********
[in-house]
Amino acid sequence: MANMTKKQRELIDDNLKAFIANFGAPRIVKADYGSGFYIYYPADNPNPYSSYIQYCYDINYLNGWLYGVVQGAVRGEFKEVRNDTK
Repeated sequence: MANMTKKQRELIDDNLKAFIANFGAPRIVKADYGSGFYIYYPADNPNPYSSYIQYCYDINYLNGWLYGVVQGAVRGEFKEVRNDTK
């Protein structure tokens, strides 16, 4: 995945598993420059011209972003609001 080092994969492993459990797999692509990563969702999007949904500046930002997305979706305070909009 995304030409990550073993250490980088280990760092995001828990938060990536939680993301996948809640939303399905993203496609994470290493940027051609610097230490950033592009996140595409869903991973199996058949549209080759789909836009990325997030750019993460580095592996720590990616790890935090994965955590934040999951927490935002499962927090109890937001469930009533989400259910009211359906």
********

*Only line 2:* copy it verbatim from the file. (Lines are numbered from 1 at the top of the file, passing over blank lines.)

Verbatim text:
Amino acid sequence: MANMTKKQRELIDDNLKAFIANFGAPRIVKADYGSGFYIYYPADNPNPYSSYIQYCYDINYLNGWLYGVVQGAVRGEFKEVRNDTK